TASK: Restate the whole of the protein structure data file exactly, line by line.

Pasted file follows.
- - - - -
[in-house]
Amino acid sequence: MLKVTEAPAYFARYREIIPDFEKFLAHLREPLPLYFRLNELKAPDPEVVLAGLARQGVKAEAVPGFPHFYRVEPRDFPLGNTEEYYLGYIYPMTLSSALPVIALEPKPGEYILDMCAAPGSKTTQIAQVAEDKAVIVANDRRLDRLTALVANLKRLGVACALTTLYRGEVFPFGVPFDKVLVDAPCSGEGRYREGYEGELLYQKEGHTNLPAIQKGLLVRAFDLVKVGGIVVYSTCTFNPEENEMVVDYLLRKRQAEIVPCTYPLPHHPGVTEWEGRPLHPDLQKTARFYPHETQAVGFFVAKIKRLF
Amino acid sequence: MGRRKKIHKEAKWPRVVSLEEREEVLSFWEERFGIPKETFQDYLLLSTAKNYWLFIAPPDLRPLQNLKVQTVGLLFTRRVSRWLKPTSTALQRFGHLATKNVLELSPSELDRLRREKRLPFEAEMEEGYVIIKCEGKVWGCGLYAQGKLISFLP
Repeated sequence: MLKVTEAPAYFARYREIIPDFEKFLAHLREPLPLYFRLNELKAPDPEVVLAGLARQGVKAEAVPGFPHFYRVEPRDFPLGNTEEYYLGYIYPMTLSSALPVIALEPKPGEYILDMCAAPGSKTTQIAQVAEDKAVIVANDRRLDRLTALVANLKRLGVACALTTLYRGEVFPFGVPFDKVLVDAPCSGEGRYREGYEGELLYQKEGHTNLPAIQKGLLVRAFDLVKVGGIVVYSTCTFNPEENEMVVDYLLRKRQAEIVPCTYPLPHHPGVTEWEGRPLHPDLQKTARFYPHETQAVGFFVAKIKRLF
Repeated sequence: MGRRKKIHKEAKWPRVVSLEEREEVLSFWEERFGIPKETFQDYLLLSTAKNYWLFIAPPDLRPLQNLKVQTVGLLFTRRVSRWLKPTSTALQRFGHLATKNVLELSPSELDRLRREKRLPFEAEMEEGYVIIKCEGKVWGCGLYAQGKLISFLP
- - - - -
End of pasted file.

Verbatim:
[in-house]
Amino acid sequence: MLKVTEAPAYFARYREIIPDFEKFLAHLREPLPLYFRLNELKAPDPEVVLAGLARQGVKAEAVPGFPHFYRVEPRDFPLGNTEEYYLGYIYPMTLSSALPVIALEPKPGEYILDMCAAPGSKTTQIAQVAEDKAVIVANDRRLDRLTALVANLKRLGVACALTTLYRGEVFPFGVPFDKVLVDAPCSGEGRYREGYEGELLYQKEGHTNLPAIQKGLLVRAFDLVKVGGIVVYSTCTFNPEENEMVVDYLLRKRQAEIVPCTYPLPHHPGVTEWEGRPLHPDLQKTARFYPHETQAVGFFVAKIKRLF
Amino acid sequence: MGRRKKIHKEAKWPRVVSLEEREEVLSFWEERFGIPKETFQDYLLLSTAKNYWLFIAPPDLRPLQNLKVQTVGLLFTRRVSRWLKPTSTALQRFGHLATKNVLELSPSELDRLRREKRLPFEAEMEEGYVIIKCEGKVWGCGLYAQGKLISFLP
Repeated sequence: MLKVTEAPAYFARYREIIPDFEKFLAHLREPLPLYFRLNELKAPDPEVVLAGLARQGVKAEAVPGFPHFYRVEPRDFPLGNTEEYYLGYIYPMTLSSALPVIALEPKPGEYILDMCAAPGSKTTQIAQVAEDKAVIVANDRRLDRLTALVANLKRLGVACALTTLYRGEVFPFGVPFDKVLVDAPCSGEGRYREGYEGELLYQKEGHTNLPAIQKGLLVRAFDLVKVGGIVVYSTCTFNPEENEMVVDYLLRKRQAEIVPCTYPLPHHPGVTEWEGRPLHPDLQKTARFYPHETQAVGFFVAKIKRLF
Repeated sequence: MGRRKKIHKEAKWPRVVSLEEREEVLSFWEERFGIPKETFQDYLLLSTAKNYWLFIAPPDLRPLQNLKVQTVGLLFTRRVSRWLKPTSTALQRFGHLATKNVLELSPSELDRLRREKRLPFEAEMEEGYVIIKCEGKVWGCGLYAQGKLISFLP